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Every New Leader Faces this Courage Test

The first time I faced this test, I failed miserably.

How do you lead people who used to be your peers? New leaders in large corporations, family owned businesses, non-profit organizations, law enforcement agencies, and the fire service organizations face the same test. I faced it when I was a new sales leader, and I failed miserably. What amazes me now is how prevalent the test is, and how unprepared most leaders are when they face that test!

Leading in this situation tests your moral Courage. My moral Courage failed me even when I saw some warning signs about a former peer. But I chose to look past them. I chose to believe he was doing what he was supposed to do, even though there were red flags. In the midst of the situation, I swept those issues under the rug.

After he left the team, I found out that those little red flags were just the tip of the iceberg. I lacked the moral Courage, at the moment of testing, to ask simple questions and maintain my standards for someone I was called to lead. As a result, the team saw a leader who claimed to have standards, but really only maintained those standards when he felt comfortable doing it.

Now some people may not face this test because they change jobs before that can happen. But if you stay in a job long enough to earn a promotion within that same organization, you will have to face this test. The challenges of leading former peers include:

  • They know what you used to say and do.

  • They think they deserved the promotion.

  • You still have a personal relationship with them outside of work.

Here are some suggestions on how to exercise Courage when you face these challenges.

They Know What You Used to Say and Do

When you were an individual on a team, you probably cut some corners or criticized the decisions of some of your leaders. The people you are now leading watched you and heard you.

It takes Courage to face this challenge head on. Try saying:

“You’re right. I did cut that corner (or complained about that decision). I was wrong then, and I’d be wrong now to continue to let it happen on our team. My goal is to get better and our goal as a team is to always get better. That is what I commit to doing and that is what we need everyone on the team to commit to doing as well.”

They Think They Deserved The Promotion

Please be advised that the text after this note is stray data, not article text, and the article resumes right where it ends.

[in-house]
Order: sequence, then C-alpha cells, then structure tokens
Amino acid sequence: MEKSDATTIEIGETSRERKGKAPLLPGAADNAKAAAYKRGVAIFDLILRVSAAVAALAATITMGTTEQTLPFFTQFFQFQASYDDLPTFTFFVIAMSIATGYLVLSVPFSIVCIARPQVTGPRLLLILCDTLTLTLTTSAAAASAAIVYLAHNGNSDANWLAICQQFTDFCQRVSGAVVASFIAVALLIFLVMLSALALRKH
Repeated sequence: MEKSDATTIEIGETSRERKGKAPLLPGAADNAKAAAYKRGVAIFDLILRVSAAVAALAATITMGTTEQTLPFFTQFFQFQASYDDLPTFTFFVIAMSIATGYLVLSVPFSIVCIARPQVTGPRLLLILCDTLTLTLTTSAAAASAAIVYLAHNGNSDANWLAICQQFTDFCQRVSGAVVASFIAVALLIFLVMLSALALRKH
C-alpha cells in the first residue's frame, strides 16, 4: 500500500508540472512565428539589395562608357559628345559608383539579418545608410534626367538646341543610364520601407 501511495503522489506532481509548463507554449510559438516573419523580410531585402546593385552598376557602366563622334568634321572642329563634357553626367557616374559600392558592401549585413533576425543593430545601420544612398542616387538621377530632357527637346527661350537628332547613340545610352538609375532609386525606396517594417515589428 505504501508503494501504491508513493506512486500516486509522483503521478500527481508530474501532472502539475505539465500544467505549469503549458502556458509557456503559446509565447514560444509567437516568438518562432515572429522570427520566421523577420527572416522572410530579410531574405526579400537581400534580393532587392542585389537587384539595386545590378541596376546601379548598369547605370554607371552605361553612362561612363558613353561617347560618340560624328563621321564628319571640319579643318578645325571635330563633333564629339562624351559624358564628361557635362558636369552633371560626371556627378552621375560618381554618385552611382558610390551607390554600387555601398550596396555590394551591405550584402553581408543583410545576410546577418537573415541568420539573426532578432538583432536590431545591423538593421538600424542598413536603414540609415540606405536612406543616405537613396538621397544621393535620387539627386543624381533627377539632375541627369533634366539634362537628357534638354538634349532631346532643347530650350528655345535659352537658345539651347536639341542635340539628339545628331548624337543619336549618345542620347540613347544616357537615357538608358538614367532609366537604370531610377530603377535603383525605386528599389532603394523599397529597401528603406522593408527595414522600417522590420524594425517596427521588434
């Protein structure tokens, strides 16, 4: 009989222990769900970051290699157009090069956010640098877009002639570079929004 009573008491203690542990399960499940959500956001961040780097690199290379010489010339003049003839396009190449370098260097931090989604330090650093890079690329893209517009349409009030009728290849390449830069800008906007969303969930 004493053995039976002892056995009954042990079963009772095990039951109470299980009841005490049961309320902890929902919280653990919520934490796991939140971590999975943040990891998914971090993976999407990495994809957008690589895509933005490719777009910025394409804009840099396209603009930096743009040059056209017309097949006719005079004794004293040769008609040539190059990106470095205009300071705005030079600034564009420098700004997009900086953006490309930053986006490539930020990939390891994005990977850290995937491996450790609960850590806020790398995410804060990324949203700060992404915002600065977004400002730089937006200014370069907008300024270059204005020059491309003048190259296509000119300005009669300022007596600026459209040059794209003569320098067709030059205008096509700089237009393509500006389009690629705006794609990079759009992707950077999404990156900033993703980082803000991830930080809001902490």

It is likely that whenever you take over a team, there will be someone there who also wanted that job. They may have even interviewed for that position. They have some choices in how they react. But you have some choices too. Do you face this challenge head on? Or do you hope it goes away?

Again, it takes Courage to proactively have a conversation that starts with:

  • Acknowledging their disappointment.

  • Asking them to be the leader the team needs now even though they didn’t get the title.

  • Promise to do your best to help them prepare for the next opportunity.

You Still Have a Relationship with them Outside of Work

This is a very tough situation. Nobody wants to lose a relationship. But the truth is, those relationships need to change. A new line needs to be drawn. The buddy to boss dynamic does not just impact the two of you. Everyone on the team is impacted as well. So even if you are navigating the new dynamic well, the perception of others could damage your ability to lead the rest of the team.

It takes Courage to step away from the old relationship for the good of the team. In my 30 plus years of leadership experience, I have rarely seen a leader be successful in this situation without changing the nature of the old relationship.

New leaders are going to be tested when they are called to lead a former peer - I guarantee that! If you are that new leader, how will you prepare yourself? If you are promoting someone to a new position, how will you prepare them?

It’s your time to take action and do the things that make you uncomfortable. Navigating these relationships as you move into your new role will test your Courage. Learn from my mistakes and get ready. The test is coming!

Dig Deep Questions:

  • When have you faced this challenge in your past?

  • When have you seen a buddy to boss relationship damage a team?

  • Why do so many leaders fail this test?


Here is a quick assessment that will take you 5 minutes to figure it out. Nobody will ever see your results but you.

Warning: If you are not going to be honest with yourself this is a worthless assessment.

To take the assessment use the QR code above or go to

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